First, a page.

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Government needs to produce plan for dealing with veterans' backlog: Ombudsman

Veterans Affairs Canada revealed this month that there were 44,000 applications waiting to be processed at the end of September
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Lawrence MacAulay arrives at Rideau Hall before being named Veterans Affairs and Associate Minister of National Defence Minister at a ceremony in Ottawa, Wednesday. November 20, 2019. Veterans ombudsman Craig Dalton says the federal government should clearly explain how it plans to eliminate a backlog that is keeping thousands of former service members waiting to find out if they qualify for benefits and aid. THE CANADIAN PRESS/Adrian Wyld

OTTAWA — The watchdog for Canadian veterans is urging the federal government to explain clearly how it plans to eliminate a backlog that is keeping thousands of former service members waiting to find out whether they qualify for disability benefits and help.

Veterans ombudsman Craig Dalton's comments come amid growing frustration in Canada's veteran community as the number of applications for disability benefits and other assistance continues to grow despite repeated government promises to address the problem.

Veterans Affairs Canada revealed this month that there were 44,000 applications waiting to be processed at the end of September, a 10 per cent increase from six months earlier. Some were incomplete applications that needed more information from applicants but most were just waiting for the department's review.

Veterans Affairs Minister Lawrence MacAulay has described the backlog as unacceptable and said eliminating it is his top priority while departmental officials say they are implementing a number of measures behind the scenes to process applications faster.

Yet Dalton, who worries about the impact long wait times for assistance are having on at-risk veterans, believes what has been missing is a clearly articulated plan explaining how the government plans to accomplish that task.

"If you don't know where you're going, it's not likely you're going to get there," Dalton told The Canadian Press in an interview Thursday.

"So if they were to say: 'The backlog is X, we're going to try to reduce it by 25 per cent by this date and ... this is how we think we're going to get there' — in the absence of that kind of a discussion, we're all in the same boat: We're just waiting for the next update to come out."

The most common complaint to the ombudsman's office is about delays in the approval of services and benefits, a fact that predates Dalton's arrival in the position in November 2018. In fact, Dalton described it as "the most significant issue that's out there right now."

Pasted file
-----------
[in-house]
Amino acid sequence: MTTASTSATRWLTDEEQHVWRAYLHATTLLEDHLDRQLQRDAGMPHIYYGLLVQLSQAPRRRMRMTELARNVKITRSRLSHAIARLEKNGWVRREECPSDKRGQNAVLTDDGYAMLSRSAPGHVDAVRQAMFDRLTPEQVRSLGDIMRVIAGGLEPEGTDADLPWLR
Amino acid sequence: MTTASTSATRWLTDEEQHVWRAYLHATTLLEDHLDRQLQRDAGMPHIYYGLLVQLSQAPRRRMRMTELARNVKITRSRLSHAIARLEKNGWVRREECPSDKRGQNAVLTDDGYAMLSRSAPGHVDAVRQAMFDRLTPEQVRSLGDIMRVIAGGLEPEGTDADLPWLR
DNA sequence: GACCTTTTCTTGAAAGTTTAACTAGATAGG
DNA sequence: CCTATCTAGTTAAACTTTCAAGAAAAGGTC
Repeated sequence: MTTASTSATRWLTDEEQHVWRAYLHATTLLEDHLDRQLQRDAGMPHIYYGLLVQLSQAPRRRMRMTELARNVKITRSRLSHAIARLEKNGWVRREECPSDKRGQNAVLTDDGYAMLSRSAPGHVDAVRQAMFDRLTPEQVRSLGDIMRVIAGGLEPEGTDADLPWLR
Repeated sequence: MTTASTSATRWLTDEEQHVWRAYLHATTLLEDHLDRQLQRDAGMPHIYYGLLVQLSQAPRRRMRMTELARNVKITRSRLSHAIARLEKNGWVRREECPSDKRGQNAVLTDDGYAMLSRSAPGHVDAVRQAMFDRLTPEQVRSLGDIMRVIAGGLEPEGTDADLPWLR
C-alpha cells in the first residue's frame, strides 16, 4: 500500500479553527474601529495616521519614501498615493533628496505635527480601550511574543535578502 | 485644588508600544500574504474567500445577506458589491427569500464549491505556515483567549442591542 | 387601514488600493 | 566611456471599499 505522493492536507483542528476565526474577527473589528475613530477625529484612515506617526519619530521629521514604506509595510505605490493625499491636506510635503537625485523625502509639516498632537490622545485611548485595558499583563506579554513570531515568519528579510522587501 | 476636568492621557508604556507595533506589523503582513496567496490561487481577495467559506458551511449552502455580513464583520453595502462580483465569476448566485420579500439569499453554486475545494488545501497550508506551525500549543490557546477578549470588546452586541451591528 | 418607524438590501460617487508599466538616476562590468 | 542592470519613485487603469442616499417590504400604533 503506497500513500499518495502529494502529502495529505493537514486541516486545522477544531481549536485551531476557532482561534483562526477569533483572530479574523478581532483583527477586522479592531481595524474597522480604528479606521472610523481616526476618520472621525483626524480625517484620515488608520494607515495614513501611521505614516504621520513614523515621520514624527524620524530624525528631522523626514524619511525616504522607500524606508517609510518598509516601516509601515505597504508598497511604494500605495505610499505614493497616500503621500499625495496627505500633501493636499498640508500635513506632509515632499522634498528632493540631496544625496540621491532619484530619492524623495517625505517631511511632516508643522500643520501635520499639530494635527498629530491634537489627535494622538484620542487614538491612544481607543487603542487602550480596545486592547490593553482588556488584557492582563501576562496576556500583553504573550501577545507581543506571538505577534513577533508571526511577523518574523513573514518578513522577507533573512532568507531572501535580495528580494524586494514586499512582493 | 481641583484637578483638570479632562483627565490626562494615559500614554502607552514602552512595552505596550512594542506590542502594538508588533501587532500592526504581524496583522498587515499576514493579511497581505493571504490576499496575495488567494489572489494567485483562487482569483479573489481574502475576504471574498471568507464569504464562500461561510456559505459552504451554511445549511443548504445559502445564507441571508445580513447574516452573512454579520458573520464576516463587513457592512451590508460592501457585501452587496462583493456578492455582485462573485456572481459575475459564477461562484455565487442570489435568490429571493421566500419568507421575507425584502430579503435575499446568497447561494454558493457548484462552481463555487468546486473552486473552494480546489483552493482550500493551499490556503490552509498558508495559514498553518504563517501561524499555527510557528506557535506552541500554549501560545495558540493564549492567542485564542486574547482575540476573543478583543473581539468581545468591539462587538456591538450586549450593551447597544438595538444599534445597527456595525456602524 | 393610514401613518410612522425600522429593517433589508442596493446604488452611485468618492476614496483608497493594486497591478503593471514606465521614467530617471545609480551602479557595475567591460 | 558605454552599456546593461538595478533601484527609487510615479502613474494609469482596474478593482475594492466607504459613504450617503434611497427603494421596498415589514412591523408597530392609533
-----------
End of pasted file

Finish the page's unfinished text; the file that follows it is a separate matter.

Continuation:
The concern is that veterans with serious health or financial needs aren't getting the help they need when they need it, putting them at further risk as they wait to find out whether they qualify for assistance.

"Unmet health needs would be our No. 1 concern with the wait times," Dalton said. "No. 2 is veterans who are, for a variety of reasons, maybe at a point of crisis. So we have heard of veterans who are at risk of homelessness or who are homeless who have claims in for adjudication."

One change Dalton would like to see is for claims related to psychological injuries such as post-traumatic stress disorder to be approved automatically.

Around 94 per cent of such claims are already approved through adjudication, and Dalton says follow-up audits could be added to ensure both compliance and speedy delivery of service.

Yet for all the streamlining and fast-tracking the department can do, Dalton said there is a clear need for more resources.

The Liberal government injected $20 million into the system over two years in 2018 to hire more staff to eliminate the backlog. But not only does the money run out at the end of March, the growing number of cases waiting for decisions suggests even more money will be needed.

While MacAulay refused in an interview this month to promise more funds, Dalton said it is clear such an investment is required.

"If you look at a problem like this that has gone on for a significant amount of time, part of it is process change," Dalton said. "But I do believe that part of it is making sure that adequate resources are in place as well."

This report by The Canadian Press was first published Feb. 20, 2020.

Lee Berthiaume, The Canadian Press




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